No more arbitrary blacklisting: How Ruto has rescued loan defaulters
President William Ruto has pledged to work with the Credit Reference Bureau (CRB) to come up with a new score-rating system to eliminate the culture of blacklisting.
Dr Ruto, who spoke after he was sworn into office on Tuesday, made the remarks at the Moi International Sports Centre, Kasarani.
The president said he’ll put measures to end the current practice of arbitrary and all nothing blacklisting of borrowers.
“Financial inclusion and access to credit are critical in addressing the fundamental factors of the cost of living, job creation and people’s well-being. We shall take measures to drive down the cost of credit,” he said.
“Our starting point is to shift the Credit Reference Bureau (CRB) framework from its current practice of arbitrary, punitive and all or nothing blacklisting of borrowers.”
The Head of State further said that his government will work with Credit Reference Bureaus – CRB, to end blacklisting of borrowers that has locked out millions of Kenyans from accessing credit facilities.
“We will work with Credit Reference Bureaus, a new system of credit score rating that provides borrowers with an opportunity to manage their creditworthiness. This will eliminate blacklisting,” he added.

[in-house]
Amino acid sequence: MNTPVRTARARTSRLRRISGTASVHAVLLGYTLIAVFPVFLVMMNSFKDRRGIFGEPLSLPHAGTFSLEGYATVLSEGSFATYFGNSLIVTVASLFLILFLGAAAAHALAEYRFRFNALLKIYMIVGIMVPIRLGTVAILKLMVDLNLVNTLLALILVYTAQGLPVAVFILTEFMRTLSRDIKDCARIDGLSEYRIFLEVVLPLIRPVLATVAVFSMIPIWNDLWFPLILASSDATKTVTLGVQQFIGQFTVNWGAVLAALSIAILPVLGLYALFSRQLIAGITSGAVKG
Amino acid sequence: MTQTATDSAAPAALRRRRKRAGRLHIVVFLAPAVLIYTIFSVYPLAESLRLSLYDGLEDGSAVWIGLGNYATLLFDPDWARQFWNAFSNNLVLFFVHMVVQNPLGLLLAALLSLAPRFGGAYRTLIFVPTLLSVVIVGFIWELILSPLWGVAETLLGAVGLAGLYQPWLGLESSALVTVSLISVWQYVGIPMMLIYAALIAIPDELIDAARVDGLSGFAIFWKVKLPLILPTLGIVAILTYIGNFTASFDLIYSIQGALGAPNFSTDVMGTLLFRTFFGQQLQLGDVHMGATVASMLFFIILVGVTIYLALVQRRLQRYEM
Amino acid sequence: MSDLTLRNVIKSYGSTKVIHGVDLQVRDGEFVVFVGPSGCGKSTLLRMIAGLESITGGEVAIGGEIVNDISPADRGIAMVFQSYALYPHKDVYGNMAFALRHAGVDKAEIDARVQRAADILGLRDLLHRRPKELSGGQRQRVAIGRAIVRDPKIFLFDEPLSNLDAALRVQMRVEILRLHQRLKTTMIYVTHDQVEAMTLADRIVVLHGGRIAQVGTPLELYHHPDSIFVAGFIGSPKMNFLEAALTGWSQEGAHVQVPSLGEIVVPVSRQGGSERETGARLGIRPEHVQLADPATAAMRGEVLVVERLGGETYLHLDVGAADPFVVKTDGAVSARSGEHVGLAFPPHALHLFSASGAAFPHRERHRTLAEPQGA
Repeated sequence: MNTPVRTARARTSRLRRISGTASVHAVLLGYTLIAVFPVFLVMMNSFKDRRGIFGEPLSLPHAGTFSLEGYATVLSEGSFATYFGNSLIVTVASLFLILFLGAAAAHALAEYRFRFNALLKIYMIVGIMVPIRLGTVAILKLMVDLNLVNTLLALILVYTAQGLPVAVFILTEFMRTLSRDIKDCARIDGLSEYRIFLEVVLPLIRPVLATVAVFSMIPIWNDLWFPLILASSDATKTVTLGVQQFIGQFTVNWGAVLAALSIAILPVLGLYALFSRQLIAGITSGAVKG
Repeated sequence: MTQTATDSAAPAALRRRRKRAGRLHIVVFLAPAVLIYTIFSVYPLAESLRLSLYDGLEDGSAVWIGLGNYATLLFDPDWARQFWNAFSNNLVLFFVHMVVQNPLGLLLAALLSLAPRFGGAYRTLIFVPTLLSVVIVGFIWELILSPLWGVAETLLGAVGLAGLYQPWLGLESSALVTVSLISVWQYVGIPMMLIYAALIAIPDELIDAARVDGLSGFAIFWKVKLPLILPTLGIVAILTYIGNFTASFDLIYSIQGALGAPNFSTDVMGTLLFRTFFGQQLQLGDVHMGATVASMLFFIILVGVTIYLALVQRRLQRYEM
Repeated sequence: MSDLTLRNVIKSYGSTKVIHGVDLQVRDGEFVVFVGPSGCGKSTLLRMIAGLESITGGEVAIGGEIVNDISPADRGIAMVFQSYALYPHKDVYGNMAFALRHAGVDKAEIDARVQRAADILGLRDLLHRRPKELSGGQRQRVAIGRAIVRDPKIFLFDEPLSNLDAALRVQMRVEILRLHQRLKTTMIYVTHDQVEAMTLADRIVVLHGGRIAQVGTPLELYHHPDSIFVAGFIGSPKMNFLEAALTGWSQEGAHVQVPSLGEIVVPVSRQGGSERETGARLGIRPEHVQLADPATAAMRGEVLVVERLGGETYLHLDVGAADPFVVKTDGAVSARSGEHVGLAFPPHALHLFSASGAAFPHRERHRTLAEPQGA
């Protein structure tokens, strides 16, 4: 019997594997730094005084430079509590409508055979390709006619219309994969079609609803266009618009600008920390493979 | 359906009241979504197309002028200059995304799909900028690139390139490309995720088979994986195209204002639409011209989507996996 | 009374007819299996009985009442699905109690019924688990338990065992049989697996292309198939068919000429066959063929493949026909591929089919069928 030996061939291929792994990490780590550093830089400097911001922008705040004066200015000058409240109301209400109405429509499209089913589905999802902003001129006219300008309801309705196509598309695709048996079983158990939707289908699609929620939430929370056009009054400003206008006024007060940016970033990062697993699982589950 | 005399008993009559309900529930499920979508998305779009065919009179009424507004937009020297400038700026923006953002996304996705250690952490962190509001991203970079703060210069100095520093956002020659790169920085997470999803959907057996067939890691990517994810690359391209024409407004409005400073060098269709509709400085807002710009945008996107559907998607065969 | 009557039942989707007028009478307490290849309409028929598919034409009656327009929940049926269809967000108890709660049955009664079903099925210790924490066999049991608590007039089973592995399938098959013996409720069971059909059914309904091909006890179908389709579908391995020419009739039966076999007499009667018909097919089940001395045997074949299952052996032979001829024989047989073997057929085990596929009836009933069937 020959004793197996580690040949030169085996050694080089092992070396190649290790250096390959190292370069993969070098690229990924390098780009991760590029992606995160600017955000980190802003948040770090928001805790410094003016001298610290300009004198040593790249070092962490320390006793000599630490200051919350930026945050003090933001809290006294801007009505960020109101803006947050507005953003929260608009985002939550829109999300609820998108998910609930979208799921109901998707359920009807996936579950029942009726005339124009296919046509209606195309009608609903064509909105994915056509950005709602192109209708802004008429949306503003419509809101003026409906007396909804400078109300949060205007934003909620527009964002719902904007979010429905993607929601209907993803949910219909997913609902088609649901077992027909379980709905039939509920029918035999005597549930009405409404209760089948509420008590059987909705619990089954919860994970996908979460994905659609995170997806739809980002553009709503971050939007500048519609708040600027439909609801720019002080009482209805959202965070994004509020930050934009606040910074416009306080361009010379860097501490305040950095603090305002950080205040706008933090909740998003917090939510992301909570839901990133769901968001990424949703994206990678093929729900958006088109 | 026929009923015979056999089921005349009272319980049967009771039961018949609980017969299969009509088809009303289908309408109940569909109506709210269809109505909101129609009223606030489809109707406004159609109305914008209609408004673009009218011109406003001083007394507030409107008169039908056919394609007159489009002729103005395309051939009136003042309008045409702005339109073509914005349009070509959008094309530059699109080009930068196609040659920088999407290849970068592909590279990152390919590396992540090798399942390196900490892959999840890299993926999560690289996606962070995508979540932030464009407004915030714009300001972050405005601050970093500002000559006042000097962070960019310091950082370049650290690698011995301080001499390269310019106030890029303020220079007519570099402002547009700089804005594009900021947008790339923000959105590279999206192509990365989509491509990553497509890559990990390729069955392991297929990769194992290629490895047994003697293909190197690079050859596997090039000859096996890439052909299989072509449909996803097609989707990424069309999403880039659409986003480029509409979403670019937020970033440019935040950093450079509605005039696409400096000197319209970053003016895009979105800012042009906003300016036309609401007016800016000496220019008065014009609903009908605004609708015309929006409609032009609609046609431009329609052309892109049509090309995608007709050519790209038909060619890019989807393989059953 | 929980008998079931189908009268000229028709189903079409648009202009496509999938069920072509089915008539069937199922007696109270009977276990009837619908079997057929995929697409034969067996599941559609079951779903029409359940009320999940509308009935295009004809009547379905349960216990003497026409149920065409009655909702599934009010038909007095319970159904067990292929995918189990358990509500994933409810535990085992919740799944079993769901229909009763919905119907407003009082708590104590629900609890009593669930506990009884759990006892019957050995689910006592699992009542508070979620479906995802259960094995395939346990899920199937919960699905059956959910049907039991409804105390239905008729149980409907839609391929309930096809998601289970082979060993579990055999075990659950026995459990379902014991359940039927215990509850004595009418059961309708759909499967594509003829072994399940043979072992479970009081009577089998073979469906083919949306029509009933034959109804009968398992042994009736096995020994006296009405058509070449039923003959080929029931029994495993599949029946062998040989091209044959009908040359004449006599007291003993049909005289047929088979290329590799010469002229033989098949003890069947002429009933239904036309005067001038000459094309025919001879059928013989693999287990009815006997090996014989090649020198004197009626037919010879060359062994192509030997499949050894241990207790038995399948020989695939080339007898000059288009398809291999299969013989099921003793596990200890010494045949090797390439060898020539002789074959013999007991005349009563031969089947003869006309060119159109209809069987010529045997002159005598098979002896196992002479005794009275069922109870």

Inquiries for borrowers’ profiles from CRBs hit a record 39.8 million last year as lenders intensified scrutiny to reduce the mounting loan defaults.
Data from the Central Bank of Kenya (CBK) shows that the requests jumped 28 percent from 30.2 million a year earlier when loan defaults surged by Sh90.8 billion amid Covid-19 economic hardships.
During the review period, the CBK had barred unregulated digital mobile lenders from forwarding the names of loan defaulters to CRBs and stopped the blacklisting of borrowers owing less than Sh1,000.
A negative listing makes it nearly impossible for one to take a loan from another credit provider, serving as deterrence against default.
Last year, former President Uhuru Kenyatta announced the suspension of CRB listing for loans that were defaulted from October 2021 and the relief from blacklisting to the end of this month.
The CRB listing relief was part of a stimulus package to cushion distressed businesses and families from the effects of the Covid-19 pandemic, which have hit consumer demand and forced businesses to shed jobs and cut back their operations.
Borrowers reported to one of Kenya’s three credit bureaux — Metropol, TransUnion and Creditinfo International, jeopardise their chances of being able to borrow more.
Data from the CRBs showed last year a third of Kenyan loan accounts are negatively listed as defaulted in an economy struggling to create jobs for the growing number of skilled youth who have found themselves in a debt trap.
The bulk of the new listings are for mobile digital loans despite the government having frozen the blacklisting of defaulted loans below Sh1,000 from April to December last year.
“Financial inclusion and access to credit are critical in addressing the fundamental factors of the cost of living, job creation and people’s well-being,”
Dr Ruto said. “We shall take measures to drive down the cost of credit.”